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Teaching Myself How to Sew
SewMadeUP
SewMadeUP
Member since 8/29/12
Posts: 2
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Date: 9/13/12 7:36 PM

Hello out there...

I'm going to try to teach myself how to sew. I've been reading and trying a few things on my machine. I signed up for a class near my home, but the teacher didn't even show up for our fist lesson, and she was so sick at the second lesson that everyone became sick by the third lesson and she just closed the class. I learned NOTHING. So here I am.

SMU

JocelynJ
JocelynJ
Intermediate
Member since 11/29/11
Posts: 317
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In reply to SewMadeUP <<


Date: 9/13/12 9:49 PM

Really think you will love it here--it'll probably become your go to site for help. Most of us do not have anyone close by us to turn to for sewing help and learning, but with the ability to post pictures and ask questions it is really wonderful. Some others can give ideas on how to get started when you are on your own. I can only say its like learning anything, start simple and work up slowly, and you will learn from inevitable mistakes. Let us know what you want to learn, such as home dec, apparel making, etc and if you have any certain goals in mind for your sewing. So many avenues to go and so many helps available on this site. Also there is youtube that has visual instructions that talk you thru anything from making a skirt or apron to pillowcases for gifts--it never ends, the learning process, but is a great adventure. Glad you turned to patternreview--just a bunch of learners in progress.

maryl
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maryl
Intermediate
Massachusetts USA
Member since 6/24/05
Posts: 528
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Date: 9/13/12 11:15 PM

I also taught myself how to sew. You got many good suggestions from JocelynJ. I would just add that I used books, from the library and ones that I bought.

Don't be afraid to try doing things your own way, and don't be reluctant to just throw the piece out if it's not working out at all. I threw out many!

Good luck to you. Sewing is a huge joy in my life now.

Fictionfan
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Fictionfan  Friend of PR
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Vermont USA
Member since 5/19/06
Posts: 1269
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Date: 9/13/12 11:22 PM

Welcome, welcome, welcome!

There is so much online these days! Videos on YouTube and sewing guru sites, all kinds of tutorials, blogs, online classes, and of course, PR!

So what do you want to sew? Garments? Quilts? Home decor? Art? Specialty items? Costumes? Crafts? Accessories? Something I haven't mentioned yet? How much of a beginner are you? Just learning to use a machine? Returning after a long time away so that you may as well have never sewn? Got some basics and now you need to grow your skills? Having a teacher is nice but hard to find for so many people. Ask anything here; there is so much expertise in so many areas. Check out the reviews for the sorts of things you want to sew. And watch out for that infection, SMAD (Sewing Machine Addiction Disorder), that PR members enable so badly!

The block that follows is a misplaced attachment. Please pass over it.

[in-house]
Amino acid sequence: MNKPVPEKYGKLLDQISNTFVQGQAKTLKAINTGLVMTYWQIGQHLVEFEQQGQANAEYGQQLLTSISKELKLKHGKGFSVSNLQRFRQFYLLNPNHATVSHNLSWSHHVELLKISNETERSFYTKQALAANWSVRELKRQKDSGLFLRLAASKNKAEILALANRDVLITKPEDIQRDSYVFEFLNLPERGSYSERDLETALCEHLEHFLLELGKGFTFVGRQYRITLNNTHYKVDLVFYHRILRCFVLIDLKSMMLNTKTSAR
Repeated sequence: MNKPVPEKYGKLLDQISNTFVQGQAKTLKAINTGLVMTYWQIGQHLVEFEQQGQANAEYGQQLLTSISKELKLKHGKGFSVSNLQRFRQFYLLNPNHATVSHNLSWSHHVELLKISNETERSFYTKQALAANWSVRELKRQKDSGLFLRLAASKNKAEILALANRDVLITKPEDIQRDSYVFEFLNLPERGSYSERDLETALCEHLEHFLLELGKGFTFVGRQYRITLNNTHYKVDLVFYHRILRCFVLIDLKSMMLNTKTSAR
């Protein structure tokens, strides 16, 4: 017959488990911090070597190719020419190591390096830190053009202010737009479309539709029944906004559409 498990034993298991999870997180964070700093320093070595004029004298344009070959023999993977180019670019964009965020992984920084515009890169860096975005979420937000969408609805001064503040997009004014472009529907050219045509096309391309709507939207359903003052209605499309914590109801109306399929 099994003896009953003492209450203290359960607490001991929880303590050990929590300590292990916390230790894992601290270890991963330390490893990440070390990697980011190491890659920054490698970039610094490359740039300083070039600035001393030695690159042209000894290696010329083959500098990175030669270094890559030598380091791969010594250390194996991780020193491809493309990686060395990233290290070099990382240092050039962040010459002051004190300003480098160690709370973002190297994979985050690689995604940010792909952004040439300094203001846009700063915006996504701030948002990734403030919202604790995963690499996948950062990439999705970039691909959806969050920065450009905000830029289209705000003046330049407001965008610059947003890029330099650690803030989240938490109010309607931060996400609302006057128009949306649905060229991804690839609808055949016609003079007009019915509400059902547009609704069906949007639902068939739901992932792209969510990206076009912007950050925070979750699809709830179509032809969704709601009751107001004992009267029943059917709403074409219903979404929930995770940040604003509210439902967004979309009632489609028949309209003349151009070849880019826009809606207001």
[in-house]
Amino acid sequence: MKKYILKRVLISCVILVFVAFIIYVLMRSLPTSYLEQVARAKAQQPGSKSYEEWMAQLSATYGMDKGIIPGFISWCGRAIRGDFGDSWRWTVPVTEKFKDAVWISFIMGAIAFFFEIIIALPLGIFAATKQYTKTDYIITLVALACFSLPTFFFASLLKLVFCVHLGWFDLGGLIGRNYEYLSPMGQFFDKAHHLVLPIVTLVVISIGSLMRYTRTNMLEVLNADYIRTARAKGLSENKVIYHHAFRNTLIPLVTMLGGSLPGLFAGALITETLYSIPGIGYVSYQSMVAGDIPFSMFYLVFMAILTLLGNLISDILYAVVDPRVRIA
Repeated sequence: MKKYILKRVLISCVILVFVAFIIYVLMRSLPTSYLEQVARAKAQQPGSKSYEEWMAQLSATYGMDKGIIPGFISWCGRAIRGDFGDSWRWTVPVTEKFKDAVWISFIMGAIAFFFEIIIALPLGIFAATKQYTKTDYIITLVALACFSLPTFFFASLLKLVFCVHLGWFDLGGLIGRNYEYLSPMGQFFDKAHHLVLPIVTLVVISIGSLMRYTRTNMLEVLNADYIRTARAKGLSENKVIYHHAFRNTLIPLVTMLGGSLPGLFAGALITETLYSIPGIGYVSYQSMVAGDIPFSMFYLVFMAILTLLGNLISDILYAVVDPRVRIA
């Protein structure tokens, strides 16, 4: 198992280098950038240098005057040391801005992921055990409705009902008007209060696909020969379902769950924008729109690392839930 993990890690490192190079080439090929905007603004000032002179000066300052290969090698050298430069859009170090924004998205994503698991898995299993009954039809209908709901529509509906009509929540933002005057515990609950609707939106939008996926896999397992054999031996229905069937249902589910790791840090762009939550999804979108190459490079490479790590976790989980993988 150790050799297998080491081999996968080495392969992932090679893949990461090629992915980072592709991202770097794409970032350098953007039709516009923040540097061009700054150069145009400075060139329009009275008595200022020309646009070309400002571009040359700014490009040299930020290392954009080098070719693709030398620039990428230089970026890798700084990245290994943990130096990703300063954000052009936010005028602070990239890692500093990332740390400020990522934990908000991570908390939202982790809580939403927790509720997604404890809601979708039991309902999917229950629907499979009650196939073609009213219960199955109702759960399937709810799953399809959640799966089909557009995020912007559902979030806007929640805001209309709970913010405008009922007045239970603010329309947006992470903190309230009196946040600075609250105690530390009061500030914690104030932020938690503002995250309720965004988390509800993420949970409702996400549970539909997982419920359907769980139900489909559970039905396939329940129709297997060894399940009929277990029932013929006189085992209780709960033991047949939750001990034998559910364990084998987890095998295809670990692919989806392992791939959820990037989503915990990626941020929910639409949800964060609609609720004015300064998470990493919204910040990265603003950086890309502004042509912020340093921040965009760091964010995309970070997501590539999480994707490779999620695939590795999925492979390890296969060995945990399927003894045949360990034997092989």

------
Fictionfan

PattiAnnJ
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PattiAnnJ
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USA
Member since 12/3/06
Posts: 7517
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In reply to SewMadeUP <<


Date: 9/13/12 11:40 PM

Quote: SewMadeUP
Hello out there...



I'm going to try to teach myself how to sew. I've been reading and trying a few things on my machine. I signed up for a class near my home, but the teacher didn't even show up for our fist lesson, and she was so sick at the second lesson that everyone became sick by the third lesson and she just closed the class. I learned NOTHING. So here I am.



SMU

What a disappointment!

Threads Magazine has Teach Yourself To Sew DVDs
Click here and watch a few of the segments.

------
"Improvise, adapt and overcome." - Clint Eastwood/Heartbreak Ridge

paulakiss
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paulakiss  Friend of PR
Advanced Beginner
Indiana USA
Member since 1/14/10
Posts: 115
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Date: 9/14/12 2:11 AM

Welcome! I am completely self taught. Before I found PR here, the best thing I ever bought to help me learn to sew was the Sewing For Dummies book. Everything is explained so well and you don't have to read it cover to cover, just skip around if you want!
PR is awesome though, lots and lots of knowledgeable sewists here who are friendly and so helpful! Enjoy!

jadamo00